Raynaud phenomenon


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Raynaud phenomenon


Pediatric musculoskeletal conditions

Radial head subluxation (Nursemaid elbow)

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Other autoimmune disorders

Sjogren syndrome

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Raynaud phenomenon


Limited systemic sclerosis (CREST syndrome)

Musculoskeletal system pathology review

Back pain: Pathology review

Rheumatoid arthritis and osteoarthritis: Pathology review

Seronegative and septic arthritis: Pathology review

Gout and pseudogout: Pathology review

Systemic lupus erythematosus (SLE): Pathology review

Scleroderma: Pathology review

Sjogren syndrome: Pathology review

Bone disorders: Pathology review

Bone tumors: Pathology review

Myalgias and myositis: Pathology review

Neuromuscular junction disorders: Pathology review

Muscular dystrophies and mitochondrial myopathies: Pathology review

Pediatric musculoskeletal disorders: Pathology review


Raynaud phenomenon


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USMLE® Step 1 questions

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High Yield Notes

13 pages


Raynaud phenomenon

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USMLE® Step 1 style questions USMLE

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A 52-year-old woman comes to her primary care physician for evaluation of a sensation of “dryness and tightness” in the skin. The symptoms began six months ago. She has tried vaseline lotion but reports that it does not improve her symptoms. Past medical history is notable for allergies and asthma, for which she is currently taking loratadine and uses an albuterol inhaler. She smokes half-a-pack of cigarettes per day. Her temperature is 37.3°C (99.1°F) and blood pressure is 125/71 mmHg. Physical examination is notable for thickened skin over the face, hands, and forearms. There is reduced range of motion in the bilateral hands.  Skin on the chest, abdomen, and back appear normal. Inspection of the patient’s hands reveals the following finding:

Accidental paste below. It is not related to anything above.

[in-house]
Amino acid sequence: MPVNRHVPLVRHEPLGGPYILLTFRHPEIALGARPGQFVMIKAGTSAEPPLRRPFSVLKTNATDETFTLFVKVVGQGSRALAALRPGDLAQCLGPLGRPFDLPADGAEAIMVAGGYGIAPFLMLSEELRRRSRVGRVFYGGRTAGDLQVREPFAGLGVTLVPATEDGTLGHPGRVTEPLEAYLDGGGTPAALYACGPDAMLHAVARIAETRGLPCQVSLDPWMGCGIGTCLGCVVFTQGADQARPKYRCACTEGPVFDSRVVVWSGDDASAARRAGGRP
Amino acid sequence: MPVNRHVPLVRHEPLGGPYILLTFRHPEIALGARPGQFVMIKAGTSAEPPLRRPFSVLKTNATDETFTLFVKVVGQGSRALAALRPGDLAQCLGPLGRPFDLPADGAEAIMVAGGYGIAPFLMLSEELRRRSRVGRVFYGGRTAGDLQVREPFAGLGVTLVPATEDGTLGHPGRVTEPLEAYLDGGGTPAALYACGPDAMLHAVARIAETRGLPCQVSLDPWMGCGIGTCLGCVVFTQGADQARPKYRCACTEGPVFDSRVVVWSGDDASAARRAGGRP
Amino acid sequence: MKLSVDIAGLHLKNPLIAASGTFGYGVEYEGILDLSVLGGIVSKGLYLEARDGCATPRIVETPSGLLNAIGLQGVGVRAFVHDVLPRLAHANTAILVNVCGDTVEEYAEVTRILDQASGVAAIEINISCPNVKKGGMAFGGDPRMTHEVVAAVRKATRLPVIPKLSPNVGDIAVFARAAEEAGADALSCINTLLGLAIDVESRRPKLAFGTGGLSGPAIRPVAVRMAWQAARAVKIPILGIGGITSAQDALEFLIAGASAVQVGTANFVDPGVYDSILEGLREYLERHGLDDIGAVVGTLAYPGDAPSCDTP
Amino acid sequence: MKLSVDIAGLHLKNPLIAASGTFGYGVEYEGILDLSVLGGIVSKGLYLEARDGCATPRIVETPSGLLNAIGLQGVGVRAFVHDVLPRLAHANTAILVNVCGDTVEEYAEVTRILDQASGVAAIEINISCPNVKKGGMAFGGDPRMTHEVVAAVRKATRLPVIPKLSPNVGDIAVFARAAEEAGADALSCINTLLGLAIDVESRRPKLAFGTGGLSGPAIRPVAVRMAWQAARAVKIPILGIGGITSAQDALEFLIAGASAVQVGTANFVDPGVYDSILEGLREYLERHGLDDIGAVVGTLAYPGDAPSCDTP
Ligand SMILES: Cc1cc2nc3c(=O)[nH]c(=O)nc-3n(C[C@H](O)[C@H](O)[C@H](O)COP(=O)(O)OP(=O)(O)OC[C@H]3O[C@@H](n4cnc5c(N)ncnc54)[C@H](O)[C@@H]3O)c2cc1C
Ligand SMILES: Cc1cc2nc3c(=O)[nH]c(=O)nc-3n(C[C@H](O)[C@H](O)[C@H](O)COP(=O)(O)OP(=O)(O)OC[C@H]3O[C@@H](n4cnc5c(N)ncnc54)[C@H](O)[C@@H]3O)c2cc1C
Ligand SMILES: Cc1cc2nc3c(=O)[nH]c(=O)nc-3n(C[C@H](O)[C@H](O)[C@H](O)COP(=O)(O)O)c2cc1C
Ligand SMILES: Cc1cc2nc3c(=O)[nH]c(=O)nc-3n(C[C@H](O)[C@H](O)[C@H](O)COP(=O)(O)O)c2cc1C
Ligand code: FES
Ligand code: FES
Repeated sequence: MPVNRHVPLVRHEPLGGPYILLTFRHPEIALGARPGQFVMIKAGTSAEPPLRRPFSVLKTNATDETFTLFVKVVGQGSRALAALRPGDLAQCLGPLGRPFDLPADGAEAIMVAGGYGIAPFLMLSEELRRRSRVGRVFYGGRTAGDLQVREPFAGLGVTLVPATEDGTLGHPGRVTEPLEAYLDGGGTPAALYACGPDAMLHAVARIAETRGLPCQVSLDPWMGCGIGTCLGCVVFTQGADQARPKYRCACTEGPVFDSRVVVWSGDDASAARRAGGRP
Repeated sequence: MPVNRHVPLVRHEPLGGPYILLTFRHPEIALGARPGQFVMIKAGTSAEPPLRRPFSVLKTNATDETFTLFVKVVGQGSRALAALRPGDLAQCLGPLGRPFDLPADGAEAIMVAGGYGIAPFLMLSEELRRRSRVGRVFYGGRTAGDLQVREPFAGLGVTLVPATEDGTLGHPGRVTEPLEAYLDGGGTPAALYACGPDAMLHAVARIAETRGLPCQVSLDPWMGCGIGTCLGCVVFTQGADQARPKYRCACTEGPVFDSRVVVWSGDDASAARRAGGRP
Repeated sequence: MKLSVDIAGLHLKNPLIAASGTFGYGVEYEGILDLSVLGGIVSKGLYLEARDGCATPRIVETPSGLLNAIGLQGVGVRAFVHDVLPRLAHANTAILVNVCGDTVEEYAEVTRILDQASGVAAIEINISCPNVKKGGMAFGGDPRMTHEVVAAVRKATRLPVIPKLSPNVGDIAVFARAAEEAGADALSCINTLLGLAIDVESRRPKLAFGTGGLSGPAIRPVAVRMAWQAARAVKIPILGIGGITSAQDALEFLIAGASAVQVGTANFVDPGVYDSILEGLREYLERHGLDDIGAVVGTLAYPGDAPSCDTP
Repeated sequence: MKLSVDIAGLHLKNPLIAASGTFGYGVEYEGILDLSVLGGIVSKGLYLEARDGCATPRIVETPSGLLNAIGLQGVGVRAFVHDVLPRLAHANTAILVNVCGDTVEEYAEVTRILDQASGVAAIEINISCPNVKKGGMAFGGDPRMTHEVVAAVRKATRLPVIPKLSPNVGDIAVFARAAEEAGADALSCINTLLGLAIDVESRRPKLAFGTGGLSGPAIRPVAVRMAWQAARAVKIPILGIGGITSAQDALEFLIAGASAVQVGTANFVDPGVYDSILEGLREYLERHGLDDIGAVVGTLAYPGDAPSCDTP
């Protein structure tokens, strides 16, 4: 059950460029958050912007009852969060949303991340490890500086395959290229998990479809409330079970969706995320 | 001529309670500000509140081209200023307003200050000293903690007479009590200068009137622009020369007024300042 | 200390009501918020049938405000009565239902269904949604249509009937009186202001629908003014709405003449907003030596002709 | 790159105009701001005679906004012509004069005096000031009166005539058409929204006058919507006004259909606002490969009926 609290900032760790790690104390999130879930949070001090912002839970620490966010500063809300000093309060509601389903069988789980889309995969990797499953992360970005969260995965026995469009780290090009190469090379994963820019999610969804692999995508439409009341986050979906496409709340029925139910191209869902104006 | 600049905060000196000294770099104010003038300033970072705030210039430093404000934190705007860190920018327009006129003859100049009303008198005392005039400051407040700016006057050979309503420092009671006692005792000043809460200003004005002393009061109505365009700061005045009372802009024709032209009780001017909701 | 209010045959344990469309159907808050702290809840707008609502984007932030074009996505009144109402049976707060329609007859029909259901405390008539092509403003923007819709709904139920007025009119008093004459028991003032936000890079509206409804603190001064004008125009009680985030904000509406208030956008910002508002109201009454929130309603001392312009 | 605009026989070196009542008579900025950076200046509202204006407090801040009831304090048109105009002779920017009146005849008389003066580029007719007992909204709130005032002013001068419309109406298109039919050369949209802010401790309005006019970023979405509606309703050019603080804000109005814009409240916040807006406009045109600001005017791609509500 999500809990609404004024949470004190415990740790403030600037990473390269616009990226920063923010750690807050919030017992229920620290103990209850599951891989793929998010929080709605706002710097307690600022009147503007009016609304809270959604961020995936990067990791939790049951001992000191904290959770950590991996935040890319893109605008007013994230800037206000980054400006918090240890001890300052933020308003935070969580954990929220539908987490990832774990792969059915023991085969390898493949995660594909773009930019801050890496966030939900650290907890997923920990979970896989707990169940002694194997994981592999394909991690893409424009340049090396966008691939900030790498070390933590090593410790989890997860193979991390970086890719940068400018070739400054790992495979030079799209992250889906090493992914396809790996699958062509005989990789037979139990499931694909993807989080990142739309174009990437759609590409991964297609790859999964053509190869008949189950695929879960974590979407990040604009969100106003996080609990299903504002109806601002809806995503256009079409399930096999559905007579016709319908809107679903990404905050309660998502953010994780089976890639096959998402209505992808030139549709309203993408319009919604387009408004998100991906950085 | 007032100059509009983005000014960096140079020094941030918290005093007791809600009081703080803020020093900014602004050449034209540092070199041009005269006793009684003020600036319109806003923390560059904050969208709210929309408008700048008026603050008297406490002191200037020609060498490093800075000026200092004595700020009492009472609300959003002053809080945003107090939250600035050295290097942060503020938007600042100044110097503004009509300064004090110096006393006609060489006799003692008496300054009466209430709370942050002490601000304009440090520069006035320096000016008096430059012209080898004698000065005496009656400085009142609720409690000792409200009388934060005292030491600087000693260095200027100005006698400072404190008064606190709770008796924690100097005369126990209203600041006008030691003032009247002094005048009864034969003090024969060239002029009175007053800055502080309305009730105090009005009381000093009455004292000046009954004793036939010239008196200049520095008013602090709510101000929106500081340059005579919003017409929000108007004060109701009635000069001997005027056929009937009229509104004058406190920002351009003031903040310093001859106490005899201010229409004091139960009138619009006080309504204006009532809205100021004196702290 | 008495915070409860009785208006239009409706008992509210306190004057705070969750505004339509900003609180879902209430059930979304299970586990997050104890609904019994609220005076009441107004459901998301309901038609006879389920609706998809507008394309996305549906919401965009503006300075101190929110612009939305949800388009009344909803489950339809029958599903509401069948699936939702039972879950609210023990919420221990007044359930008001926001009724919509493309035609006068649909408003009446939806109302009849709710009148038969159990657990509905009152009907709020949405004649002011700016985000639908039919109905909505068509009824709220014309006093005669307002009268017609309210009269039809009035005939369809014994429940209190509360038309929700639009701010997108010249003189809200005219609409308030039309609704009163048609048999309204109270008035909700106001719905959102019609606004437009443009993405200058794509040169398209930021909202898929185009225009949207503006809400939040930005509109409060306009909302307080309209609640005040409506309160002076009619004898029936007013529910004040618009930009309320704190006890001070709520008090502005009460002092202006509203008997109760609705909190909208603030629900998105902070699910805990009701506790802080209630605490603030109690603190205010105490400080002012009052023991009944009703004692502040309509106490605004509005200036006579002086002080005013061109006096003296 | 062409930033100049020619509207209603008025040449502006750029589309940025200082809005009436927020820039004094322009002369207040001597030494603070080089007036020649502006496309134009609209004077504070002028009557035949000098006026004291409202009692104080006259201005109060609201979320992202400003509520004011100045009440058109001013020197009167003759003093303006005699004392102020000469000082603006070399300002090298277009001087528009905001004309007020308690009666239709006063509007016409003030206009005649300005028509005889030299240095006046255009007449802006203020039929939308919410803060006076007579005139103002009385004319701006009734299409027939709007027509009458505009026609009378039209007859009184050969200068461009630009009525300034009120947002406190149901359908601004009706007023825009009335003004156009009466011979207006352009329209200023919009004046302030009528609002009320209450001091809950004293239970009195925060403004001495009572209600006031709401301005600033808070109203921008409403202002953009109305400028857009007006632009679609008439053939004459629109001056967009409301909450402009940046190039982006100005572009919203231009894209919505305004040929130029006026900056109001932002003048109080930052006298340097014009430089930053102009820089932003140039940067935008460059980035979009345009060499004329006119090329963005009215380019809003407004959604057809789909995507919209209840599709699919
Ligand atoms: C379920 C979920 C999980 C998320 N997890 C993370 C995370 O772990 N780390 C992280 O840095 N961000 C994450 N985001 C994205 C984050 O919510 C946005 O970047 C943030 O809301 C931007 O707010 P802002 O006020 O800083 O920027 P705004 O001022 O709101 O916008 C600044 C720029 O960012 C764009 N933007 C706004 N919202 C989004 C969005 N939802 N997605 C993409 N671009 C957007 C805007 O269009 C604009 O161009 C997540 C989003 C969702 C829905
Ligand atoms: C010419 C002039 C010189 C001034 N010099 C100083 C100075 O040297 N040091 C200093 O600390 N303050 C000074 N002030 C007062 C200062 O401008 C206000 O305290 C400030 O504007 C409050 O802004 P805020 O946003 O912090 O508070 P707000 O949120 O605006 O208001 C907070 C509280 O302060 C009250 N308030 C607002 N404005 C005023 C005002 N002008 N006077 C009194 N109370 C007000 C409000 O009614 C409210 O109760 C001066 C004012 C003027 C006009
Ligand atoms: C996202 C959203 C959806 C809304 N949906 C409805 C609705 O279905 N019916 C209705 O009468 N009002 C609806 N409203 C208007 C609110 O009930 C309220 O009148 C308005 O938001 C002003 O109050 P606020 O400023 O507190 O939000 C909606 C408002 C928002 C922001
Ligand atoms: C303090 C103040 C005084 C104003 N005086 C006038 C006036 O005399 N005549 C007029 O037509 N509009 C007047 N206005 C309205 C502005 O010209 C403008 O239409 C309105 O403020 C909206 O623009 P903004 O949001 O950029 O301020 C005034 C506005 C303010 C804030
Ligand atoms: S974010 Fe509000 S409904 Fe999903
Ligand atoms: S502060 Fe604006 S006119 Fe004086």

Image reproduced from Wikimedia Commons  

Which of the following additional symptoms would most likely be found on this patient's history and physical examination?  

External References

First Aid








Calcium channel blockers p. 325

Raynaud phenomenon p. 484

Mixed connective tissue disease p. 480

Raynaud phenomenon p. 484

Raynaud phenomenon p. 485

Buerger disease p. 482

calcium channel blockers for p. 325

presentation p. 718

SLE p. 718

Systemic lupus erythematosus p. 480

Raynaud phenomenon p. 483



Charles Davis, MD

Evan Debevec-McKenney

Tanner Marshall, MS

Raynaud phenomenon is a phenomenon where there’s vasoconstriction of arteries near the skin that make a body part, often the fingers, turn white, then blue, and then red in response to a trigger like cold weather.

The phenomenon is named after Auguste Gabriel Maurice Raynaud, a French physician, who first described it.

To clear up some potentially confusing terminology, it’s called Raynaud disease or primary Raynaud phenomenon where the condition occurs alone and is not associated with any other disease, and it’s called Raynaud syndrome or secondary Raynaud phenomenon when it is associated with diseases like systemic lupus erythematosus or scleroderma.